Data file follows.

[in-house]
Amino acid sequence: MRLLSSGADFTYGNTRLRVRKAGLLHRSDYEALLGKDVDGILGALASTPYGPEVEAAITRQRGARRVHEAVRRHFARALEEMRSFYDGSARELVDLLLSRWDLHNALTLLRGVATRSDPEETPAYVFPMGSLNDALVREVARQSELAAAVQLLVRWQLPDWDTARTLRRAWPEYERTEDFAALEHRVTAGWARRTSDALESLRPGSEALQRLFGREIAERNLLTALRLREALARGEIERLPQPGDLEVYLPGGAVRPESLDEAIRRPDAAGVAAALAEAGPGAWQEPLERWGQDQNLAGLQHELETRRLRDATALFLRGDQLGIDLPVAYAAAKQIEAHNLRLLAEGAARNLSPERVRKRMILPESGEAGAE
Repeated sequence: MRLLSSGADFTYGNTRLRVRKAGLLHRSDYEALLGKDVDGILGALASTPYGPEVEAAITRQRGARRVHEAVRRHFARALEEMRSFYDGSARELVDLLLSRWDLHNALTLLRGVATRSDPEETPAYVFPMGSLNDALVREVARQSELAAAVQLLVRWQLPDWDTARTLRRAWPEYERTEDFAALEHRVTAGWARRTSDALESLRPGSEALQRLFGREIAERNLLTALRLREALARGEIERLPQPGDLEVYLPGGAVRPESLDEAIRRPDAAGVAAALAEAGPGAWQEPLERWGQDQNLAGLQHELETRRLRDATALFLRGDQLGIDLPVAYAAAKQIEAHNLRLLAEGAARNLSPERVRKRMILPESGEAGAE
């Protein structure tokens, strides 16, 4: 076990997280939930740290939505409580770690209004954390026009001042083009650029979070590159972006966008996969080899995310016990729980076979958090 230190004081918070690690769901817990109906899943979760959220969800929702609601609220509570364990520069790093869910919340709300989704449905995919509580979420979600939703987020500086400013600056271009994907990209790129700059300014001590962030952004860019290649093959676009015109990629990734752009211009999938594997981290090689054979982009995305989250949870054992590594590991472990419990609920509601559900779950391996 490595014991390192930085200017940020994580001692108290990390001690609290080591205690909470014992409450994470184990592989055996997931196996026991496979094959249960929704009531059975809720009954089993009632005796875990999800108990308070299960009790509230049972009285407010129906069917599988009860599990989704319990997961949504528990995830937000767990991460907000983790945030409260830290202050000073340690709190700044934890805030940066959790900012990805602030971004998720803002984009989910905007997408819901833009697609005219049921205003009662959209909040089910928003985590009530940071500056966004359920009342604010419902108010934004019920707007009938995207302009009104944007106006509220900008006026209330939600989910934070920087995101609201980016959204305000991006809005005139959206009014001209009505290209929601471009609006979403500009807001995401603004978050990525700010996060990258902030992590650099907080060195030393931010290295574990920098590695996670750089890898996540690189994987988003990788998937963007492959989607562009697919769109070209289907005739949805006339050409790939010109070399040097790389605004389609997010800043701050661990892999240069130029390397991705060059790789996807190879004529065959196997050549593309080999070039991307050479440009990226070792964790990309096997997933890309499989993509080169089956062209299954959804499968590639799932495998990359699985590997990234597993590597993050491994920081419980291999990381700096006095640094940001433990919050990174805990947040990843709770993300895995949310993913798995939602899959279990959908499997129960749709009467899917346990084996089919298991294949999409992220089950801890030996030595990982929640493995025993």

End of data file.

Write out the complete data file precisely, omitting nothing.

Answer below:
[in-house]
Amino acid sequence: MRLLSSGADFTYGNTRLRVRKAGLLHRSDYEALLGKDVDGILGALASTPYGPEVEAAITRQRGARRVHEAVRRHFARALEEMRSFYDGSARELVDLLLSRWDLHNALTLLRGVATRSDPEETPAYVFPMGSLNDALVREVARQSELAAAVQLLVRWQLPDWDTARTLRRAWPEYERTEDFAALEHRVTAGWARRTSDALESLRPGSEALQRLFGREIAERNLLTALRLREALARGEIERLPQPGDLEVYLPGGAVRPESLDEAIRRPDAAGVAAALAEAGPGAWQEPLERWGQDQNLAGLQHELETRRLRDATALFLRGDQLGIDLPVAYAAAKQIEAHNLRLLAEGAARNLSPERVRKRMILPESGEAGAE
Repeated sequence: MRLLSSGADFTYGNTRLRVRKAGLLHRSDYEALLGKDVDGILGALASTPYGPEVEAAITRQRGARRVHEAVRRHFARALEEMRSFYDGSARELVDLLLSRWDLHNALTLLRGVATRSDPEETPAYVFPMGSLNDALVREVARQSELAAAVQLLVRWQLPDWDTARTLRRAWPEYERTEDFAALEHRVTAGWARRTSDALESLRPGSEALQRLFGREIAERNLLTALRLREALARGEIERLPQPGDLEVYLPGGAVRPESLDEAIRRPDAAGVAAALAEAGPGAWQEPLERWGQDQNLAGLQHELETRRLRDATALFLRGDQLGIDLPVAYAAAKQIEAHNLRLLAEGAARNLSPERVRKRMILPESGEAGAE
């Protein structure tokens, strides 16, 4: 076990997280939930740290939505409580770690209004954390026009001042083009650029979070590159972006966008996969080899995310016990729980076979958090 230190004081918070690690769901817990109906899943979760959220969800929702609601609220509570364990520069790093869910919340709300989704449905995919509580979420979600939703987020500086400013600056271009994907990209790129700059300014001590962030952004860019290649093959676009015109990629990734752009211009999938594997981290090689054979982009995305989250949870054992590594590991472990419990609920509601559900779950391996 490595014991390192930085200017940020994580001692108290990390001690609290080591205690909470014992409450994470184990592989055996997931196996026991496979094959249960929704009531059975809720009954089993009632005796875990999800108990308070299960009790509230049972009285407010129906069917599988009860599990989704319990997961949504528990995830937000767990991460907000983790945030409260830290202050000073340690709190700044934890805030940066959790900012990805602030971004998720803002984009989910905007997408819901833009697609005219049921205003009662959209909040089910928003985590009530940071500056966004359920009342604010419902108010934004019920707007009938995207302009009104944007106006509220900008006026209330939600989910934070920087995101609201980016959204305000991006809005005139959206009014001209009505290209929601471009609006979403500009807001995401603004978050990525700010996060990258902030992590650099907080060195030393931010290295574990920098590695996670750089890898996540690189994987988003990788998937963007492959989607562009697919769109070209289907005739949805006339050409790939010109070399040097790389605004389609997010800043701050661990892999240069130029390397991705060059790789996807190879004529065959196997050549593309080999070039991307050479440009990226070792964790990309096997997933890309499989993509080169089956062209299954959804499968590639799932495998990359699985590997990234597993590597993050491994920081419980291999990381700096006095640094940001433990919050990174805990947040990843709770993300895995949310993913798995939602899959279990959908499997129960749709009467899917346990084996089919298991294949999409992220089950801890030996030595990982929640493995025993």